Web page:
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  • Cited by 1
  • Print publication year: 2003
  • Online publication date: December 2009

4 - Predicting invasiveness from life history characteristics


What are life history traits?

Traits that affect the fitness of individuals directly are ‘life history traits’ (Stearns 1992). For plants, these include size and number of seeds, seed dormancy, growth pattern and the size or age at first reproduction. Plant species differ in how and how often they reproduce, how rapidly they grow, and their physical structure. These characteristics can influence the evolution, adaptation, population growth and the population dynamics of species. Some characteristics associated with variation of life history patterns are given in Table 4.1. These same characteristics could contribute to whether an introduced plant species might become established in a new area and then whether it might invade and outcompete the native plants. We are interested here to know if invasive plants have life history characteristics that contribute to their success. We will first consider some of the variation in life history characteristics that might be important.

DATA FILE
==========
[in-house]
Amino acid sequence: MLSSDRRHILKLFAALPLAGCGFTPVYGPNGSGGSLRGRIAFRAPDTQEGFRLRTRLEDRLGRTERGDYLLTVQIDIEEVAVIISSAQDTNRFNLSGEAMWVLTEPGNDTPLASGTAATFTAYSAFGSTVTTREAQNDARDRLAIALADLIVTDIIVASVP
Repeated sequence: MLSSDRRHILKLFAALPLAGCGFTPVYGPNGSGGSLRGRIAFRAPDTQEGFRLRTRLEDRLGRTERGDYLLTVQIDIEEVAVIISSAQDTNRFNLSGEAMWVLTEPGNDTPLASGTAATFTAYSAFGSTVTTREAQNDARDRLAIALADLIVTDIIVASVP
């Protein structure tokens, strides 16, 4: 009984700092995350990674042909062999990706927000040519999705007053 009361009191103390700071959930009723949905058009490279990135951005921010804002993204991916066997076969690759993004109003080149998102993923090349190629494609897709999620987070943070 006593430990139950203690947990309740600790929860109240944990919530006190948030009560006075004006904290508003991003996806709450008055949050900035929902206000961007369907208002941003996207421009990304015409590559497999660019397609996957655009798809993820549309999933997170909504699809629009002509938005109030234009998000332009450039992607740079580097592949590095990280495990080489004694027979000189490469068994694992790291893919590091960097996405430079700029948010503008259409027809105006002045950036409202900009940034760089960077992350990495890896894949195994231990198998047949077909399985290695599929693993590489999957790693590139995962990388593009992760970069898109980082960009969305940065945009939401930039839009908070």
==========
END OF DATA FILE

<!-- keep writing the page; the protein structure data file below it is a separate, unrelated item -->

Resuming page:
The growth rate and time to first reproduction of plant species determine how quickly a population can grow. Characteristics that influence plant survival will determine the persistence of a species in a habitat. The growth form and root structure of a species will influence its ability to compete. Characteristics that influence whether plants outbreed, inbreed or reproduce asexually will determine the levels of genetic variation that they maintain, and thus how rapidly they might respond to changing selection and varying environmental conditions. The persistence of seeds in the soil can buffer plants against poor conditions.

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